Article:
“Publicly disclosing competitively negotiated, proprietary rates will push prices and premiums higher — not lower — for consumers, patients and taxpayers,”
Matt Eyles of AHIP in response to CMS’ latest effort to create real healthcare cost transparency. Safe to say, not everyone agreed with Eyles on this.
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- Carestream – Focused on delivering innovation that is life changing – for patients, customers, employees, communities and other stakeholders
- Focused Ultrasound Foundation – Accelerating the development and adoption of focused ultrasound
- Medmo – Helping underinsured Americans save on medical scans by connecting them to imaging providers with unfilled schedule time
- Nuance – AI and cloud-powered technology solutions to help radiologists stay focused, move quickly, and work smarter
- Pocus Systems – A new Point of Care Ultrasound startup, combining a team of POCUS veterans with next-generation genuine AI technology to disrupt the industry
- Qure.ai – Making healthcare more accessible by applying deep learning to radiology imaging
The Imaging Wire
SonoSite and Partners’ AI POCUS Partnership
Fujifilm SonoSite and Partners HealthCare launched a strategic collaboration to develop AI-enhanced point-of-care ultrasound technology. The collaboration will operate through the MGH & BWH Center for Clinical Data Science, while leveraging Partners’ data, computational infrastructure, and clinical expertise.
- First Up – Partners and SonoSite’s initial collaboration will target “some of the more complex” ED procedures with the goal of building ultrasound systems that can be used by non-experts to shorten diagnosis and treatment times.
- More Specifically – They’re focusing on developing AI-embedded ultrasound systems that can automate the segmentation of organ boundaries, measure anatomic features, and calculate physiological parameters with the end goal of making POCUS technology more accessible for emergency use and for broader use across the developing world.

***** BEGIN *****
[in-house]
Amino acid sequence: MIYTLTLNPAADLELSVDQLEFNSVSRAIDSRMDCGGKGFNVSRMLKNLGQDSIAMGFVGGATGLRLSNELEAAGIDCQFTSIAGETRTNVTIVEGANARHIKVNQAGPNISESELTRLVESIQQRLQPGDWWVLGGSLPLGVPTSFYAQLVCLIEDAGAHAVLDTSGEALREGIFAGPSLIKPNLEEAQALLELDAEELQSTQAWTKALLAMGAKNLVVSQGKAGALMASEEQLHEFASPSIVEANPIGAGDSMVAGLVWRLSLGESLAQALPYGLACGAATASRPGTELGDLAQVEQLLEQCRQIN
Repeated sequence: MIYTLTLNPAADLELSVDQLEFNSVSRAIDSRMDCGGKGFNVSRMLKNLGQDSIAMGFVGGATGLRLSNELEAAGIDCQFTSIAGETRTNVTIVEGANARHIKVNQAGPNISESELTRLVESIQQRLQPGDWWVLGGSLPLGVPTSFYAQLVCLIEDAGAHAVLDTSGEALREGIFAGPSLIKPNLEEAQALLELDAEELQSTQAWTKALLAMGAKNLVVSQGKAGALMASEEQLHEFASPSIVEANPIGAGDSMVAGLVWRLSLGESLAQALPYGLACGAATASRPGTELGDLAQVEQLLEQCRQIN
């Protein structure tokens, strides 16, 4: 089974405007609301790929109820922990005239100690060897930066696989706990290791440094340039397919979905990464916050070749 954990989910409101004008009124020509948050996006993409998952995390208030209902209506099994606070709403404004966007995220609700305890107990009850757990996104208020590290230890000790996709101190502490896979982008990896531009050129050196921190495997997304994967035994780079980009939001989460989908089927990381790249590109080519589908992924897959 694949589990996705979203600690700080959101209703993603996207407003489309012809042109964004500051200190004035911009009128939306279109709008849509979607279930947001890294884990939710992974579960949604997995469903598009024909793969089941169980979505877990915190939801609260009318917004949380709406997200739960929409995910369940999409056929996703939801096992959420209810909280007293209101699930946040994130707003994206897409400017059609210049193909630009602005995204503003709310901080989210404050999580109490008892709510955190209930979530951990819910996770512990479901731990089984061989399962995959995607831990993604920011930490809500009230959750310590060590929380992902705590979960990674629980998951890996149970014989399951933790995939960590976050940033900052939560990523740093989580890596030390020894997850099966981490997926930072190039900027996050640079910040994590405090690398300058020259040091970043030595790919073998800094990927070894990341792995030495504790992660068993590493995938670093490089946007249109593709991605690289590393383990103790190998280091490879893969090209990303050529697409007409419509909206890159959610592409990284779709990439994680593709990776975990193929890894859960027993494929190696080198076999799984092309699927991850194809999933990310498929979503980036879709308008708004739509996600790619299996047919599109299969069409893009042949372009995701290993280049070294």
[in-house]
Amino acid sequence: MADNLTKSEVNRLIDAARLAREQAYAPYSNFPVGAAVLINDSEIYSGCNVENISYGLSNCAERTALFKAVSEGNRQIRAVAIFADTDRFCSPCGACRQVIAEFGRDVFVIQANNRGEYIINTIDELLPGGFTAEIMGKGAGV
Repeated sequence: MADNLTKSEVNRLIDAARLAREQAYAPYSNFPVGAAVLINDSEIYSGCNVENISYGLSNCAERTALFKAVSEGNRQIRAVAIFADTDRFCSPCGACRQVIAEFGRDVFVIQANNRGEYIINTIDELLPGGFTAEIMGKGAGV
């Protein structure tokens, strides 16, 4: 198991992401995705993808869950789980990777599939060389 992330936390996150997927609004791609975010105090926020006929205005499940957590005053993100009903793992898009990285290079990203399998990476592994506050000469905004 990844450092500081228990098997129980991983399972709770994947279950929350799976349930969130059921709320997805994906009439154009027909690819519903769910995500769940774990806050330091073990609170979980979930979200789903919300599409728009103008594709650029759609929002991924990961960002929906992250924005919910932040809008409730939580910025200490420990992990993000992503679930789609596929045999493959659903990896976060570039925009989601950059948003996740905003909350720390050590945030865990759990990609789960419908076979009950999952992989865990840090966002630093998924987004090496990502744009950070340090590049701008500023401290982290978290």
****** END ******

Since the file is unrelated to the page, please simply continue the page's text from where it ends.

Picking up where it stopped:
With all the ultrasound AI news (here’s one from Monday) and the buzz around newer AI-enabled handheld ultrasound players, it can be hard to differentiate between what’s hot and what’s significant. The combination scale of Partners’ clinical and AI capabilities with Fujifilm SonoSite’s massive POCUS presence makes this alliance significant.
CMS Proposes Real Transparency
CMS took its biggest shot at achieving real healthcare cost transparency this week with a proposal that would force hospitals to disclose payor-specific negotiated rates. The rule focuses on 300 “shoppable services” that patients can schedule in advance, such medical imaging scans, lab tests, or childbirth.
- Foreshadowing – Hospitals started posting their gross rates in January, which did little to help patients understand actual costs, but may have served as a first step towards real transparency. Turns out that CMS’ Seema Verma’s 2018 warning that they were “just beginning” with transparency may have been much more than a soundbite.